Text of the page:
But if it’s true that we need the prophetic in order for discipleship to happen, then we absolutely need discipleship for the prophetic to flourish. A mature prophetic culture is one that is thoroughly rooted in discipleship. Without an emphasis on discipleship the prophetic is highly vulnerable to all sorts of pitfalls and hazards, such as lack of accountability, isolation and judgmentalism.

I’m thankful that here in my church in Sheffield we’ve been able to develop a prophetic culture in the midst of a strong culture of discipleship. And this has been so beneficial. It’s meant that the prophetic is rooted in accountability, and done so much to ensure there is a healthy emphasis not just on “What has God said?” but also on “What are we going to do about it?”. It’s meant that even the most gifted prophets see themselves as disciples first, and has helped develop a culture where the prophetic is normalised: we can all learn to hear God’s voice.

A discipling culture brings with it a necessary emphasis on community – we can’t do discipleship in isolation! – and this is vital for a healthy prophetic culture. The New Covenant model of prophetic ministry is very much rooted in community, and we need to create environments where prophetic expression is embedded in strong accountable relationships.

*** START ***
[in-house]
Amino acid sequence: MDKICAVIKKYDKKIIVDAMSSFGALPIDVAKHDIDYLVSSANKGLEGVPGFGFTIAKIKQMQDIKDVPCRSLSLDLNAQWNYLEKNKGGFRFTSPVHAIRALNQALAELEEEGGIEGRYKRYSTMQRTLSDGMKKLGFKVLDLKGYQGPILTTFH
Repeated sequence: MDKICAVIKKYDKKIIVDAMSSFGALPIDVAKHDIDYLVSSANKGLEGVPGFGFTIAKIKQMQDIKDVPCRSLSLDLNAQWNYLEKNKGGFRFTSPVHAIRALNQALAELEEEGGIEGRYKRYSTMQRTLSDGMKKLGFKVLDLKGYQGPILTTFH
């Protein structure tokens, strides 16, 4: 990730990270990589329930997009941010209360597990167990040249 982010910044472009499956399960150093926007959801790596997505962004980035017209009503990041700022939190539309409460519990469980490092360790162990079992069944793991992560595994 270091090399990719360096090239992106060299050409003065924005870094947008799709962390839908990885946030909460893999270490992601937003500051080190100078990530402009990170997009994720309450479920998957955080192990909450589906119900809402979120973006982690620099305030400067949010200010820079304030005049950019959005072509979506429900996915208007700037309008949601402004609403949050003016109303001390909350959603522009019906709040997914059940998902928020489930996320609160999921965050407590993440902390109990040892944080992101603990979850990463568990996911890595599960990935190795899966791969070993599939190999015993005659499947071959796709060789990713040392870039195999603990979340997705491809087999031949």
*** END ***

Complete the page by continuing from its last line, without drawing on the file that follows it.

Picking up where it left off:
As we seek to grow a discipleship culture in which the prophetic can flourish it’s very important that we don’t confuse the ability to hear God clearly with spiritual maturity. It’s all too easy to look at an anointed prophet who is getting accurate revelation and therefore assume that he or she is a mature disciple of Jesus. Anointing is not an indication of character. Putting the emphasis on discipleship above gifting helps us to embrace wholeness and maturity. It also helps to avoid any kind of spiritual hierarchy.

It’s worth noting that some leaders are reluctant to actively disciple people who are more prophetically gifted than them. The insecure leader is going to ask, “How can I lead this highly anointed prophet who hears God better than I do?” But this is not fully understanding the process of discipleship. Discipling others is not about hearing better; it’s about holding people accountable to what God is saying to them. It’s about calling people to fruitfulness and engagement with God’s Kingdom. It’s about allowing others to imitate us as we pursue relationship with Jesus.